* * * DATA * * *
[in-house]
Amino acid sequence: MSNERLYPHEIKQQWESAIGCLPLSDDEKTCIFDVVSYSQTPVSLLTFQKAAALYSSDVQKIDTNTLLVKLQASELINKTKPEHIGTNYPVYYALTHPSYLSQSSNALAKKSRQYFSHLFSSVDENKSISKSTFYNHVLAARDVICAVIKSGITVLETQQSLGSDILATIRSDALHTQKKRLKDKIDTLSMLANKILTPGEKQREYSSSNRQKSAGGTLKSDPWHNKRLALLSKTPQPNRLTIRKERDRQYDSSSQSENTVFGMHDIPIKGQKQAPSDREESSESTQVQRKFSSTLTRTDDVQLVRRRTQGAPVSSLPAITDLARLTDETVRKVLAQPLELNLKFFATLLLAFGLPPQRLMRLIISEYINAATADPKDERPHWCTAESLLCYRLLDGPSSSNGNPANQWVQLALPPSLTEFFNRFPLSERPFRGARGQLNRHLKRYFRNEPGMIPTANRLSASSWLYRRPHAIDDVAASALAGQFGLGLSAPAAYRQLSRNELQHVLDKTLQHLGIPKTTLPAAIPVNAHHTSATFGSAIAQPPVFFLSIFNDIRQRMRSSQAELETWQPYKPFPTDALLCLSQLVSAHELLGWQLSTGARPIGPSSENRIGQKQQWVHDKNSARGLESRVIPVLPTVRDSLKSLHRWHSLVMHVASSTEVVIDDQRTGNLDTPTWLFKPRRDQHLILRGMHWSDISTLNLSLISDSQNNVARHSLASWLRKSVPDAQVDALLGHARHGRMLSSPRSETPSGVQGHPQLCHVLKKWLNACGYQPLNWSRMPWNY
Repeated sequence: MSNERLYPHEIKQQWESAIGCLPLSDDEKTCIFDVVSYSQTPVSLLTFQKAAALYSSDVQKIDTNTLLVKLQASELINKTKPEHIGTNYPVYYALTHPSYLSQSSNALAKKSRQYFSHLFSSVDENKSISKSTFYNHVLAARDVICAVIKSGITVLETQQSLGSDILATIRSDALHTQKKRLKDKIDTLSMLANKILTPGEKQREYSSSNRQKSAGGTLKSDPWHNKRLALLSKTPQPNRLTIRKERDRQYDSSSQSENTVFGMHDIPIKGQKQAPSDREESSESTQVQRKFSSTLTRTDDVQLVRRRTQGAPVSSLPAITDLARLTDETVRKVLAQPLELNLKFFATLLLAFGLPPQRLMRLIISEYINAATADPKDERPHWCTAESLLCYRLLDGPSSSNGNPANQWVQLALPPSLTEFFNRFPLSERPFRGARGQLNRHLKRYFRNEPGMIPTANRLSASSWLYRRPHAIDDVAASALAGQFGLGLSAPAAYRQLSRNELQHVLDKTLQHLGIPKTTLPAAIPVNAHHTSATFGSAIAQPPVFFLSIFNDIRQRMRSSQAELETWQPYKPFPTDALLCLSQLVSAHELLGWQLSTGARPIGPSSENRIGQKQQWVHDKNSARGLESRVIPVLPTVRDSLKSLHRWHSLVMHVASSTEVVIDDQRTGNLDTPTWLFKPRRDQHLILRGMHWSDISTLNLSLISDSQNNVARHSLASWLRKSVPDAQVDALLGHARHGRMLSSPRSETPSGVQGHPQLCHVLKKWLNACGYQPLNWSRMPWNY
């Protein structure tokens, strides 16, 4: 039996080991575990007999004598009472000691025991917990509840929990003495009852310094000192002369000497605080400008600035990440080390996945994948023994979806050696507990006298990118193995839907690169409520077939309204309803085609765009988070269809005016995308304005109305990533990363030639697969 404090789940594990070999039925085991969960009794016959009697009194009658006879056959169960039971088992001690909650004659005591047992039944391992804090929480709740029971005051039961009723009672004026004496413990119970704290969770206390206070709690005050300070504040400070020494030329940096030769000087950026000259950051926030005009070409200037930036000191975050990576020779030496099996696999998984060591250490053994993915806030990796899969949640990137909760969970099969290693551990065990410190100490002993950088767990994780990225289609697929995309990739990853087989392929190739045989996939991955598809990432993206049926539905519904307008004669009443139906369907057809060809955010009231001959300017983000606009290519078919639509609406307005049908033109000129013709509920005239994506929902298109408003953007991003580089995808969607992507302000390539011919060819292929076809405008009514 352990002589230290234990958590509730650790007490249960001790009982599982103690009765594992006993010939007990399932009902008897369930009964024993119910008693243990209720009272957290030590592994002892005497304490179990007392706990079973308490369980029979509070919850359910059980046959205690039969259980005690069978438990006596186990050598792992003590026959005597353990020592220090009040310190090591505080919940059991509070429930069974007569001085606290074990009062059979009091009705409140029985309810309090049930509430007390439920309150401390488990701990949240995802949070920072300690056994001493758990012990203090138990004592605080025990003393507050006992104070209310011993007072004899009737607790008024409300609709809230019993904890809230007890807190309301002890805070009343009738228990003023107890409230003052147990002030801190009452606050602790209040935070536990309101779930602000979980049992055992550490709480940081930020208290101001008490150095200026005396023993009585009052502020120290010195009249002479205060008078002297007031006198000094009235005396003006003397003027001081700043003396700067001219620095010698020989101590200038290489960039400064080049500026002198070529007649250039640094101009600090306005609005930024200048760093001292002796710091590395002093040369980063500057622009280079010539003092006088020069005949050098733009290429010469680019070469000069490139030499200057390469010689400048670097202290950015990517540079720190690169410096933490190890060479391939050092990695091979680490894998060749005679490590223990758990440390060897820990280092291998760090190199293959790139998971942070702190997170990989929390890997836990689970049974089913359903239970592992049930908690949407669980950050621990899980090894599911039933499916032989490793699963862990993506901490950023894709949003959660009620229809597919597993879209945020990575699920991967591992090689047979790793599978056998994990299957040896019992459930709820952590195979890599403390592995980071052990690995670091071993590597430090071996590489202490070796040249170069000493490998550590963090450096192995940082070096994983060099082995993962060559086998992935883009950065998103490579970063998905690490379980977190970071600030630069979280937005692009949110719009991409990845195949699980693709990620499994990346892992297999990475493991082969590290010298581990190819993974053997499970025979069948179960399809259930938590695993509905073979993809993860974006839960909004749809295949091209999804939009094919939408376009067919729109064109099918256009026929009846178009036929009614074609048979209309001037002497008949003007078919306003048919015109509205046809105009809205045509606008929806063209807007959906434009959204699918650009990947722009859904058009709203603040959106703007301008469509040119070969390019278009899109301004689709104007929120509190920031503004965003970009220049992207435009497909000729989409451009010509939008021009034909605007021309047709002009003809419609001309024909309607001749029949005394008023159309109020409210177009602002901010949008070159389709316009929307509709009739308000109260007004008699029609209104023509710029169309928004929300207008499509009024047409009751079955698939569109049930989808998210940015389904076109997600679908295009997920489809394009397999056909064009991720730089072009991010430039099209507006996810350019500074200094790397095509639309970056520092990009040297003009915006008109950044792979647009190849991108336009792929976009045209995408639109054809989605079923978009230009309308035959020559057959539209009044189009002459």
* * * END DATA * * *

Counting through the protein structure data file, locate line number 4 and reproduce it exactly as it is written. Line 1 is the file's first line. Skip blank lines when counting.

């Protein structure tokens, strides 16, 4: 039996080991575990007999004598009472000691025991917990509840929990003495009852310094000192002369000497605080400008600035990440080390996945994948023994979806050696507990006298990118193995839907690169409520077939309204309803085609765009988070269809005016995308304005109305990533990363030639697969 404090789940594990070999039925085991969960009794016959009697009194009658006879056959169960039971088992001690909650004659005591047992039944391992804090929480709740029971005051039961009723009672004026004496413990119970704290969770206390206070709690005050300070504040400070020494030329940096030769000087950026000259950051926030005009070409200037930036000191975050990576020779030496099996696999998984060591250490053994993915806030990796899969949640990137909760969970099969290693551990065990410190100490002993950088767990994780990225289609697929995309990739990853087989392929190739045989996939991955598809990432993206049926539905519904307008004669009443139906369907057809060809955010009231001959300017983000606009290519078919639509609406307005049908033109000129013709509920005239994506929902298109408003953007991003580089995808969607992507302000390539011919060819292929076809405008009514 352990002589230290234990958590509730650790007490249960001790009982599982103690009765594992006993010939007990399932009902008897369930009964024993119910008693243990209720009272957290030590592994002892005497304490179990007392706990079973308490369980029979509070919850359910059980046959205690039969259980005690069978438990006596186990050598792992003590026959005597353990020592220090009040310190090591505080919940059991509070429930069974007569001085606290074990009062059979009091009705409140029985309810309090049930509430007390439920309150401390488990701990949240995802949070920072300690056994001493758990012990203090138990004592605080025990003393507050006992104070209310011993007072004899009737607790008024409300609709809230019993904890809230007890807190309301002890805070009343009738228990003023107890409230003052147990002030801190009452606050602790209040935070536990309101779930602000979980049992055992550490709480940081930020208290101001008490150095200026005396023993009585009052502020120290010195009249002479205060008078002297007031006198000094009235005396003006003397003027001081700043003396700067001219620095010698020989101590200038290489960039400064080049500026002198070529007649250039640094101009600090306005609005930024200048760093001292002796710091590395002093040369980063500057622009280079010539003092006088020069005949050098733009290429010469680019070469000069490139030499200057390469010689400048670097202290950015990517540079720190690169410096933490190890060479391939050092990695091979680490894998060749005679490590223990758990440390060897820990280092291998760090190199293959790139998971942070702190997170990989929390890997836990689970049974089913359903239970592992049930908690949407669980950050621990899980090894599911039933499916032989490793699963862990993506901490950023894709949003959660009620229809597919597993879209945020990575699920991967591992090689047979790793599978056998994990299957040896019992459930709820952590195979890599403390592995980071052990690995670091071993590597430090071996590489202490070796040249170069000493490998550590963090450096192995940082070096994983060099082995993962060559086998992935883009950065998103490579970063998905690490379980977190970071600030630069979280937005692009949110719009991409990845195949699980693709990620499994990346892992297999990475493991082969590290010298581990190819993974053997499970025979069948179960399809259930938590695993509905073979993809993860974006839960909004749809295949091209999804939009094919939408376009067919729109064109099918256009026929009846178009036929009614074609048979209309001037002497008949003007078919306003048919015109509205046809105009809205045509606008929806063209807007959906434009959204699918650009990947722009859904058009709203603040959106703007301008469509040119070969390019278009899109301004689709104007929120509190920031503004965003970009220049992207435009497909000729989409451009010509939008021009034909605007021309047709002009003809419609001309024909309607001749029949005394008023159309109020409210177009602002901010949008070159389709316009929307509709009739308000109260007004008699029609209104023509710029169309928004929300207008499509009024047409009751079955698939569109049930989808998210940015389904076109997600679908295009997920489809394009397999056909064009991720730089072009991010430039099209507006996810350019500074200094790397095509639309970056520092990009040297003009915006008109950044792979647009190849991108336009792929976009045209995408639109054809989605079923978009230009309308035959020559057959539209009044189009002459």